“No. I never use it.”
“No one ever does. It is always ‘kept’. In the cupboards. And the attic.
“Well I never really had any need to use it.”
“No one ever does. This” I continued with another hand gesture... “is how that glassware is used. People like you put it on tables like this and make me look at it. Did you wash it?”
“We did.” said Bing.
“I can tell.” I said.
The rest of the estate contents looked like this (the dining table top and its glassware) too. No one had purchased any art or antiques... or rare books... ever. The ‘things’ in the ‘estate’ had been ‘accumulated’. As opposed to having been ‘collected’. Very little object discrimination had been invoked. There, too, was very little suggestion of ‘taste’...: An ‘of any taste’ let alone the enigmas of ‘good taste’ and... ‘bad taste’. Why don’t I is say I noted ‘zero taste’ ‘in there’ and
Of the old New England glassware. Too. It was not old New England glassware on the dining table. It was junk wedding glass ‘never used’.
“If that makes you uncomfortable then donate it to the (strip mall grade box store) thrift store (with their easy drive up donation door). Their little girls will put all of it out for sale for a month and then clean off the shelf and recycle it (the glassware; all of it). What did think happens to the glassware in those places?”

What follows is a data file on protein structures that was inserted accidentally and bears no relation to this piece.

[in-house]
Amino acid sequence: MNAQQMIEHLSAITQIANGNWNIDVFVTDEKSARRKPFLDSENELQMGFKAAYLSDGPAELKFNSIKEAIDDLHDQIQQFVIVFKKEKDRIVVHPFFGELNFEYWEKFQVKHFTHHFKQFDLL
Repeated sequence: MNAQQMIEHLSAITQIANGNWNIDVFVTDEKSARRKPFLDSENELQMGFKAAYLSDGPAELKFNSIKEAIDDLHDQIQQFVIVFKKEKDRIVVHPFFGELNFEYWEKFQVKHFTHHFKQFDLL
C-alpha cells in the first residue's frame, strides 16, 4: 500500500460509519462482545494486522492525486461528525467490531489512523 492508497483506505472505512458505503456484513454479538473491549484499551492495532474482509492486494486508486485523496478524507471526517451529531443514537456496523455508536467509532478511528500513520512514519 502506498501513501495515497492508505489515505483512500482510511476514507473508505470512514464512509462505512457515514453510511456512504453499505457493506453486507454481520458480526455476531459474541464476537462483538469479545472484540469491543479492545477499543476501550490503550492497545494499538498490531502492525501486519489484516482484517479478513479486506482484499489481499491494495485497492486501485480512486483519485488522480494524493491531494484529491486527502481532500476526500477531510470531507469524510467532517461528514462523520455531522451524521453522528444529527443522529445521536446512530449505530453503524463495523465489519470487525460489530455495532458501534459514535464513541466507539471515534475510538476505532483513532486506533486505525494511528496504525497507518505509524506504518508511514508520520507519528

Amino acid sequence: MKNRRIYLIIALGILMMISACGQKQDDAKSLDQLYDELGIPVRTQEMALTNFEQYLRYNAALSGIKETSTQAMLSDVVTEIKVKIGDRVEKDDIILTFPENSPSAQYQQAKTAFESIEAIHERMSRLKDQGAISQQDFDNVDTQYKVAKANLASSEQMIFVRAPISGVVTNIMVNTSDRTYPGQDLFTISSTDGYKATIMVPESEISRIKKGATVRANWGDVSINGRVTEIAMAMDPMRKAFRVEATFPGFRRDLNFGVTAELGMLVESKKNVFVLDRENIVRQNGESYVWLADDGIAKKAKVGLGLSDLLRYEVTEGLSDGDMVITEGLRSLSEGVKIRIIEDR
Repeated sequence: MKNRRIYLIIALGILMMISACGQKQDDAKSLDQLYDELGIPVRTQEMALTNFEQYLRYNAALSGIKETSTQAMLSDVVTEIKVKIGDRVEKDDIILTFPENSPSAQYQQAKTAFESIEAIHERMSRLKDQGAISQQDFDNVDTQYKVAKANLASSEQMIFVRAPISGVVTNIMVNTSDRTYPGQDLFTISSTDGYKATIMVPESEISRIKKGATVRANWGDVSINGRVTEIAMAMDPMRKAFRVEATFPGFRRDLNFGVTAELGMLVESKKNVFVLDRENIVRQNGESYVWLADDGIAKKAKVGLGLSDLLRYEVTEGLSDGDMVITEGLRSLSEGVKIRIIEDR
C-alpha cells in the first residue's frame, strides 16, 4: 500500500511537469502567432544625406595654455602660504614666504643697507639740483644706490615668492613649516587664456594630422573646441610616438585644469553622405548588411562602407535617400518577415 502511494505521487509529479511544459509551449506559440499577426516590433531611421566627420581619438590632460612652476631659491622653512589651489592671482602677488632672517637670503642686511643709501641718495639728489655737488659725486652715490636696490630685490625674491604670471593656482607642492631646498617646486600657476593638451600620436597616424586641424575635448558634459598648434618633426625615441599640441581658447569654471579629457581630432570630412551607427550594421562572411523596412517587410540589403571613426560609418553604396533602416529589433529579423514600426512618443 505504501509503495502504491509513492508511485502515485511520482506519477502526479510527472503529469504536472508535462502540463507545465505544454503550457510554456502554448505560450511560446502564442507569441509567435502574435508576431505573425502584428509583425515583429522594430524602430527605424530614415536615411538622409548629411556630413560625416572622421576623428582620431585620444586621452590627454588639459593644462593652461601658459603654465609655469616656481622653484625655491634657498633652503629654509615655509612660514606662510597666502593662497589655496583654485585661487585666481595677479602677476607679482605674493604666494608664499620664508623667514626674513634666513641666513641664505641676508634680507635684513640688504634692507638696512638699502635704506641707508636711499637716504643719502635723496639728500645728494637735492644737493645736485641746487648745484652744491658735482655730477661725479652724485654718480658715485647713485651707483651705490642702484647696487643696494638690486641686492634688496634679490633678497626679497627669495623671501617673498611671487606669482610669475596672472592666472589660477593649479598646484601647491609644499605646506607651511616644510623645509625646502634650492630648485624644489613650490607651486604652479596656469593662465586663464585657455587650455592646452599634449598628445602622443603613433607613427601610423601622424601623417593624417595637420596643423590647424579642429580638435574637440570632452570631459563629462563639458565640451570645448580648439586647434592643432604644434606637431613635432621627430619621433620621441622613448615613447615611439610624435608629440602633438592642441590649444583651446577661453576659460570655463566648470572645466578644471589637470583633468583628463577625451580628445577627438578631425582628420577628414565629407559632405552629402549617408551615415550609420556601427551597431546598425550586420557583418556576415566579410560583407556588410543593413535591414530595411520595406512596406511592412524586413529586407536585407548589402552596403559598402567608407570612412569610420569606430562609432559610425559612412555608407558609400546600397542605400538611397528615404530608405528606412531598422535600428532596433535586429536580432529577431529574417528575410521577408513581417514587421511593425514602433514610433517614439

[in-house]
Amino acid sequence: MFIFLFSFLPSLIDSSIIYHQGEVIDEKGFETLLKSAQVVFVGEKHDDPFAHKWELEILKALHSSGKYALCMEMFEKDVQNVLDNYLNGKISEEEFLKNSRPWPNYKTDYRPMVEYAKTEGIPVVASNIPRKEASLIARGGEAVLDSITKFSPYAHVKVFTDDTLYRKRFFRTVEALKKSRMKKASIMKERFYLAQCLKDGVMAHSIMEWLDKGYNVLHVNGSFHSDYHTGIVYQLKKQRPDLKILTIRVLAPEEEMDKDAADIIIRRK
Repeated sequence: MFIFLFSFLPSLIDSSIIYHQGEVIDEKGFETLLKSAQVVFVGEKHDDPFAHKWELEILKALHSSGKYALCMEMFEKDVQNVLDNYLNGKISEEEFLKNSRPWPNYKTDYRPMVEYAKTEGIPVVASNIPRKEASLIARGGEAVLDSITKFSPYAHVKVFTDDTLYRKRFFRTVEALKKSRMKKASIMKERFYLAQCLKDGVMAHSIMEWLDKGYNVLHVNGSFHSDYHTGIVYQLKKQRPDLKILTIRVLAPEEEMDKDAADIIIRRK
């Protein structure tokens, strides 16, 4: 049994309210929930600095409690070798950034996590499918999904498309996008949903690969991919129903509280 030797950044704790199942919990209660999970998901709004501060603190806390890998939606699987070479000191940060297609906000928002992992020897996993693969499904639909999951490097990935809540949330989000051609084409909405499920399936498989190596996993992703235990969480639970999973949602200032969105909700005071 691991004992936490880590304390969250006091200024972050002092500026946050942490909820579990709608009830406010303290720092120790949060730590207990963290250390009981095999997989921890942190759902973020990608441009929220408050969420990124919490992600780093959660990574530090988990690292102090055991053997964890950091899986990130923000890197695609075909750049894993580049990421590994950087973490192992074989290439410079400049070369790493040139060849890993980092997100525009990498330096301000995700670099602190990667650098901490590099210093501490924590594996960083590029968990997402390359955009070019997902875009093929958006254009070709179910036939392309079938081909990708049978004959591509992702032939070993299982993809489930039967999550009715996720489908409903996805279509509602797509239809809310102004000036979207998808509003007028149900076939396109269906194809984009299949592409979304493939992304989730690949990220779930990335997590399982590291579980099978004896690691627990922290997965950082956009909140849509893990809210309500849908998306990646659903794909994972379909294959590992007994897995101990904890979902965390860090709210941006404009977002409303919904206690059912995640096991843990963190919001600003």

“Oh.” said Eve. Bing said nothing.
“It’s quicker just to put it out on recycling day. If you want to give it a chance put it out a few days early with a sign saying ‘FREE’.”
“Oh... that’s not what I was expecting.”
“Well this is what I was expecting and I never wash any glassware like this ever.”
“How did you know?”
“Because you have never bought a piece of antique glass ever and you don’t even know what antique glass is (let alone old New England glass). When ever you’ve talked about glassware... in your life... you’ve used words like ‘juice glasses’ or ‘wine glass’.
“This” I continued, “display looks like the accumulation of someone who knows what a ‘juice glass’ is. And nothing more. Don’t get disturbed with me for telling you that. You invited me to advise you... I believe you said. I have done that. It has little to do with me that your glassware is no good. By no good I mean that it has no commercial value AND that it has no atheistic value. It is not antique and it is not art.
“I will be more specific. Having this sort of glassware, using this glassware pretentiously, storing it in attics and cupboards for eternity, fretting over its breakage is... in my (antiquarian) world... bad taste. A dead giveaway of bad taste. This behavior shows that one knows nothing about their glassware, cares nothing about their glassware, in most cases spent no money ever on their glassware and therefore may be summarized as having bad taste in ones glassware inclusive of ones... juice glasses. I don’t expect you to pay me for telling you this. But you should. If you live in a fine old New England in your mind’s eye... then, I tell you to your face, you should at least know of old New England glassware. Generations before you did and they applaud from their graves what I just said.”